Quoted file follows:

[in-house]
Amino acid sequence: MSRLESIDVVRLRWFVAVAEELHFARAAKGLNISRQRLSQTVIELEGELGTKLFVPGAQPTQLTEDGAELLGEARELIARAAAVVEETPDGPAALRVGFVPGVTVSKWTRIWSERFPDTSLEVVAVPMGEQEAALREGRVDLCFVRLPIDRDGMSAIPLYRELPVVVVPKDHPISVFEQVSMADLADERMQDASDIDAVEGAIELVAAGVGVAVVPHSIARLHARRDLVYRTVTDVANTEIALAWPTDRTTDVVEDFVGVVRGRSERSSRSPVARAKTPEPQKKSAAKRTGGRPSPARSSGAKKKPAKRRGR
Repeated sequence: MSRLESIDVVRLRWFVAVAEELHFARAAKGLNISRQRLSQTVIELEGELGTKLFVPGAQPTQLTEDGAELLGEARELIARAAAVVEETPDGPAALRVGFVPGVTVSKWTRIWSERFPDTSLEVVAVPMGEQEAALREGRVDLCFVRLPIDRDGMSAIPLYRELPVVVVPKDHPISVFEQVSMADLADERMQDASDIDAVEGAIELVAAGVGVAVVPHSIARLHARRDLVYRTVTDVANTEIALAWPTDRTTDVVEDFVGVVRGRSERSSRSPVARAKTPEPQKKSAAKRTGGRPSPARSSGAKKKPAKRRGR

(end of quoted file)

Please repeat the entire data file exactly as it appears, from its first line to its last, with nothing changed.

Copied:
[in-house]
Amino acid sequence: MSRLESIDVVRLRWFVAVAEELHFARAAKGLNISRQRLSQTVIELEGELGTKLFVPGAQPTQLTEDGAELLGEARELIARAAAVVEETPDGPAALRVGFVPGVTVSKWTRIWSERFPDTSLEVVAVPMGEQEAALREGRVDLCFVRLPIDRDGMSAIPLYRELPVVVVPKDHPISVFEQVSMADLADERMQDASDIDAVEGAIELVAAGVGVAVVPHSIARLHARRDLVYRTVTDVANTEIALAWPTDRTTDVVEDFVGVVRGRSERSSRSPVARAKTPEPQKKSAAKRTGGRPSPARSSGAKKKPAKRRGR
Repeated sequence: MSRLESIDVVRLRWFVAVAEELHFARAAKGLNISRQRLSQTVIELEGELGTKLFVPGAQPTQLTEDGAELLGEARELIARAAAVVEETPDGPAALRVGFVPGVTVSKWTRIWSERFPDTSLEVVAVPMGEQEAALREGRVDLCFVRLPIDRDGMSAIPLYRELPVVVVPKDHPISVFEQVSMADLADERMQDASDIDAVEGAIELVAAGVGVAVVPHSIARLHARRDLVYRTVTDVANTEIALAWPTDRTTDVVEDFVGVVRGRSERSSRSPVARAKTPEPQKKSAAKRTGGRPSPARSSGAKKKPAKRRGR